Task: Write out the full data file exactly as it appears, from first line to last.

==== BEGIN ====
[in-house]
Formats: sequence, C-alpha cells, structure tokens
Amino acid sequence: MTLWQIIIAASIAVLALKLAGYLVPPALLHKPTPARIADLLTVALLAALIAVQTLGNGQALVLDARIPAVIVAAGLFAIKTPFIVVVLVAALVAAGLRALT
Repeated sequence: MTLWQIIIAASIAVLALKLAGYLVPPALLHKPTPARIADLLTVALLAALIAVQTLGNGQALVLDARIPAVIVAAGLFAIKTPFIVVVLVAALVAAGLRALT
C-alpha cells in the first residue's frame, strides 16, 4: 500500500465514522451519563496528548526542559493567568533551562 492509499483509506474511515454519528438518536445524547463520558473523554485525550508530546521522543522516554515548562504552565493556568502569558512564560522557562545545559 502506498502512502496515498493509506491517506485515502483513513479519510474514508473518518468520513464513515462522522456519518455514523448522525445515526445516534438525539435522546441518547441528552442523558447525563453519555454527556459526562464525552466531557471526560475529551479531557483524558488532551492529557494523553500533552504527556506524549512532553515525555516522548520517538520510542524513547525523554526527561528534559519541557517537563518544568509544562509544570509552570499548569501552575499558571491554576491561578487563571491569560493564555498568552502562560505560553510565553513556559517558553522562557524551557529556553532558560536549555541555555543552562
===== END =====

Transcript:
[in-house]
Formats: sequence, C-alpha cells, structure tokens
Amino acid sequence: MTLWQIIIAASIAVLALKLAGYLVPPALLHKPTPARIADLLTVALLAALIAVQTLGNGQALVLDARIPAVIVAAGLFAIKTPFIVVVLVAALVAAGLRALT
Repeated sequence: MTLWQIIIAASIAVLALKLAGYLVPPALLHKPTPARIADLLTVALLAALIAVQTLGNGQALVLDARIPAVIVAAGLFAIKTPFIVVVLVAALVAAGLRALT
C-alpha cells in the first residue's frame, strides 16, 4: 500500500465514522451519563496528548526542559493567568533551562 492509499483509506474511515454519528438518536445524547463520558473523554485525550508530546521522543522516554515548562504552565493556568502569558512564560522557562545545559 502506498502512502496515498493509506491517506485515502483513513479519510474514508473518518468520513464513515462522522456519518455514523448522525445515526445516534438525539435522546441518547441528552442523558447525563453519555454527556459526562464525552466531557471526560475529551479531557483524558488532551492529557494523553500533552504527556506524549512532553515525555516522548520517538520510542524513547525523554526527561528534559519541557517537563518544568509544562509544570509552570499548569501552575499558571491554576491561578487563571491569560493564555498568552502562560505560553510565553513556559517558553522562557524551557529556553532558560536549555541555555543552562